Saunas have been popular in homes in Scandinavia for hundreds of years – in Finland, there is the equivalent of 1 sauna for every 2 people! In the UK we often see them in gyms and Spa hotels where they are credited as being relaxing and detoxifying by promoting sweating to release toxins from the skin.
What’s the difference between a Sauna and a Steam Room?
Often people can get confused about the differences between a sauna and a steam room as they are both, essentially, a hot room used to promote sweating. A sauna produces dry heat from a stove or hot rocks so that the room will get hot but with a very low humidity. A steam room uses moist heat and runs at a lower temperature but with a very high humidity level – some people can find this high humidity to feel a bit suffocating and feel claustrophobic.
Why You Should Consider Installing a Home Sauna
If you have the room then installing a traditional home sauna could be a fabulous idea. In-home saunas probably aren’t as big or as expensive as you think either! You can get a home sauna big enough for two people with LED colour change lighting, integrated Music system, made from premium wood for under £2,000! Let’s look a bit closer at the benefits of a sauna:
- Studies have shown that taking regular saunas can improve cardiovascular health and reduce the risk of stroke and hypertension
- The heat from a sauna helps to relax muscles and soothe aches and pains in the joints. The heat helps the body to release endorphins which can help relieve pain and is similar to the idea of a ‘runner high’ after exercising. As blood vessels dilate it increases circulation which speeds up the body natural healing process.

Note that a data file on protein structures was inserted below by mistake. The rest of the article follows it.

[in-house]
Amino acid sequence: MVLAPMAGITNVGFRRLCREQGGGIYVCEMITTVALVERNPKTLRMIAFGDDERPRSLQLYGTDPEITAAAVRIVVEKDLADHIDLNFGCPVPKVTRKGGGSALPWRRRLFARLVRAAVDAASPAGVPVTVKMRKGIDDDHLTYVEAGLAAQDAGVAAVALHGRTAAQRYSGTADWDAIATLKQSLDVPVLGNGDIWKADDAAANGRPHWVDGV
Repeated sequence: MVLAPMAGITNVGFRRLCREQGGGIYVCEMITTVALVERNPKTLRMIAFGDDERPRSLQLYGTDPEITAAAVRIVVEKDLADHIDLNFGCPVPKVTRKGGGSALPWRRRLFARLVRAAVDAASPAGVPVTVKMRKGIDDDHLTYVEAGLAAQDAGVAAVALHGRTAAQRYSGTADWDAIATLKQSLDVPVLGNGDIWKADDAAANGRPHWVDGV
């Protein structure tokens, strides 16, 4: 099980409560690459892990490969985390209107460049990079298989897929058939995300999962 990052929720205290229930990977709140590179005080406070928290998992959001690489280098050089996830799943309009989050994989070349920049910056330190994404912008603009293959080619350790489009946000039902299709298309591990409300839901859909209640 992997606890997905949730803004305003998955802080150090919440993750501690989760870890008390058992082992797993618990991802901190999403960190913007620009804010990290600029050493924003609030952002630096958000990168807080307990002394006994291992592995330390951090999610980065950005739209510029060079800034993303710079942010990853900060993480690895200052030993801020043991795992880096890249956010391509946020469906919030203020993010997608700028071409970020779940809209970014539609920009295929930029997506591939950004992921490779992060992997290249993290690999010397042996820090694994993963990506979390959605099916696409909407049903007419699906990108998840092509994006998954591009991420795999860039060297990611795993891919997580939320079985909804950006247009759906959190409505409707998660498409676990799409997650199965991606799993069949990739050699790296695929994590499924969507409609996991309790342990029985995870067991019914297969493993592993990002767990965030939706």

- Sweating in a sauna can help flush out toxins
- It can improve brain health! The Alzheimer’s Association includes sweating as an important way to improve brain health and a study conducted in Finland showed that regular saunas lowered the risks of both Alzheimers and Dementia.
- The heat in the sauna can help us to relax as it lowers the levels of cortisol in the body and promotes the production of serotonin.
- German research has found that sauna help to significantly reduce the chances of colds and flu among the people in their study, they’ve put this down to the fact that the body can produce white blood cells more quickly in the heat which can then help fight the illness and kill viruses.
- Saunas can cleanse the skin – sweating helps to ‘rinse’ bacteria out of the epidermal layer of the skin. We often use a facial steamer to open our pores and remove dirt from them so why not use it on our whole bodies.
Once you’ve had a session in the sauna you’ll want to rinse in a shower (don’t shock your body with a dramatic change in temperature though) to get rid of sweat and bacteria off of the skin and drink a larger glass of water, all of that sweating can dehydrate you!